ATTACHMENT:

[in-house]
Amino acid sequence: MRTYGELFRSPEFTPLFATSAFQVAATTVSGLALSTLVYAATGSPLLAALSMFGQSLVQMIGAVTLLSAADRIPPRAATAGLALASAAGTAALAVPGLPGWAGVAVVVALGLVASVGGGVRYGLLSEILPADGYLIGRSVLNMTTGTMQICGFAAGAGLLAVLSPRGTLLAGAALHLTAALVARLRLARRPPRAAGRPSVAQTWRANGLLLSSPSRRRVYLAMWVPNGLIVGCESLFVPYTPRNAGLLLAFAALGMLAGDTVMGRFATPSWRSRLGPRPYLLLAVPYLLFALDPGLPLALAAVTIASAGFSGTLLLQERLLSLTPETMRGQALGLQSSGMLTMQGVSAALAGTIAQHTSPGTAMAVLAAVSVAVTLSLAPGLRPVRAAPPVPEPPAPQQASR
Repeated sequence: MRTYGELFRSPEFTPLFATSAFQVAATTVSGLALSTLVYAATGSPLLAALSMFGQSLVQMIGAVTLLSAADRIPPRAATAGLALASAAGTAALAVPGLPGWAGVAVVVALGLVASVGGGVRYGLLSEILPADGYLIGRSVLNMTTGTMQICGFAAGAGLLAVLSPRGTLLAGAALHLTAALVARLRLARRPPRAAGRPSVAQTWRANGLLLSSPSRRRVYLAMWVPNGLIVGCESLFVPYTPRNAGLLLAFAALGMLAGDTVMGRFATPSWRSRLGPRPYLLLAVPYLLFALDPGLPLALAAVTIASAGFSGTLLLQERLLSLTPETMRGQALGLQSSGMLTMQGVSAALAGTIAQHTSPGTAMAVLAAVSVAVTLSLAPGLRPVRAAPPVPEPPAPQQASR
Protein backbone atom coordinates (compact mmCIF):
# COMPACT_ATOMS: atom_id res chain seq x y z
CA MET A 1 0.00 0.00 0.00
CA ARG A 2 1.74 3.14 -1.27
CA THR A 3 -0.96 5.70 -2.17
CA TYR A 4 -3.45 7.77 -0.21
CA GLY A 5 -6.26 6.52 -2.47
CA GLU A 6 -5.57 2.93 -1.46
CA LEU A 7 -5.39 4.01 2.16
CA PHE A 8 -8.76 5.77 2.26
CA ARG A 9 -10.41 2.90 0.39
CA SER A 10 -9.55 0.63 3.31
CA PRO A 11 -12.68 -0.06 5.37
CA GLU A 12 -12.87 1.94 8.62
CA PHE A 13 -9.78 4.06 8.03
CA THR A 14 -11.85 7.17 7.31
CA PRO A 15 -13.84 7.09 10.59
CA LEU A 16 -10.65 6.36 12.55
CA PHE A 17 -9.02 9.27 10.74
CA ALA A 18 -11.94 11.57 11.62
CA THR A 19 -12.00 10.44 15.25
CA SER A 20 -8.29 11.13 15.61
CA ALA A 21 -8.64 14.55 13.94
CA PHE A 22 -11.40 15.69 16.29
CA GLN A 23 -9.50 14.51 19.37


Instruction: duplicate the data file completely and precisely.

[in-house]
Amino acid sequence: MRTYGELFRSPEFTPLFATSAFQVAATTVSGLALSTLVYAATGSPLLAALSMFGQSLVQMIGAVTLLSAADRIPPRAATAGLALASAAGTAALAVPGLPGWAGVAVVVALGLVASVGGGVRYGLLSEILPADGYLIGRSVLNMTTGTMQICGFAAGAGLLAVLSPRGTLLAGAALHLTAALVARLRLARRPPRAAGRPSVAQTWRANGLLLSSPSRRRVYLAMWVPNGLIVGCESLFVPYTPRNAGLLLAFAALGMLAGDTVMGRFATPSWRSRLGPRPYLLLAVPYLLFALDPGLPLALAAVTIASAGFSGTLLLQERLLSLTPETMRGQALGLQSSGMLTMQGVSAALAGTIAQHTSPGTAMAVLAAVSVAVTLSLAPGLRPVRAAPPVPEPPAPQQASR
Repeated sequence: MRTYGELFRSPEFTPLFATSAFQVAATTVSGLALSTLVYAATGSPLLAALSMFGQSLVQMIGAVTLLSAADRIPPRAATAGLALASAAGTAALAVPGLPGWAGVAVVVALGLVASVGGGVRYGLLSEILPADGYLIGRSVLNMTTGTMQICGFAAGAGLLAVLSPRGTLLAGAALHLTAALVARLRLARRPPRAAGRPSVAQTWRANGLLLSSPSRRRVYLAMWVPNGLIVGCESLFVPYTPRNAGLLLAFAALGMLAGDTVMGRFATPSWRSRLGPRPYLLLAVPYLLFALDPGLPLALAAVTIASAGFSGTLLLQERLLSLTPETMRGQALGLQSSGMLTMQGVSAALAGTIAQHTSPGTAMAVLAAVSVAVTLSLAPGLRPVRAAPPVPEPPAPQQASR
Protein backbone atom coordinates (compact mmCIF):
# COMPACT_ATOMS: atom_id res chain seq x y z
CA MET A 1 0.00 0.00 0.00
CA ARG A 2 1.74 3.14 -1.27
CA THR A 3 -0.96 5.70 -2.17
CA TYR A 4 -3.45 7.77 -0.21
CA GLY A 5 -6.26 6.52 -2.47
CA GLU A 6 -5.57 2.93 -1.46
CA LEU A 7 -5.39 4.01 2.16
CA PHE A 8 -8.76 5.77 2.26
CA ARG A 9 -10.41 2.90 0.39
CA SER A 10 -9.55 0.63 3.31
CA PRO A 11 -12.68 -0.06 5.37
CA GLU A 12 -12.87 1.94 8.62
CA PHE A 13 -9.78 4.06 8.03
CA THR A 14 -11.85 7.17 7.31
CA PRO A 15 -13.84 7.09 10.59
CA LEU A 16 -10.65 6.36 12.55
CA PHE A 17 -9.02 9.27 10.74
CA ALA A 18 -11.94 11.57 11.62
CA THR A 19 -12.00 10.44 15.25
CA SER A 20 -8.29 11.13 15.61
CA ALA A 21 -8.64 14.55 13.94
CA PHE A 22 -11.40 15.69 16.29
CA GLN A 23 -9.50 14.51 19.37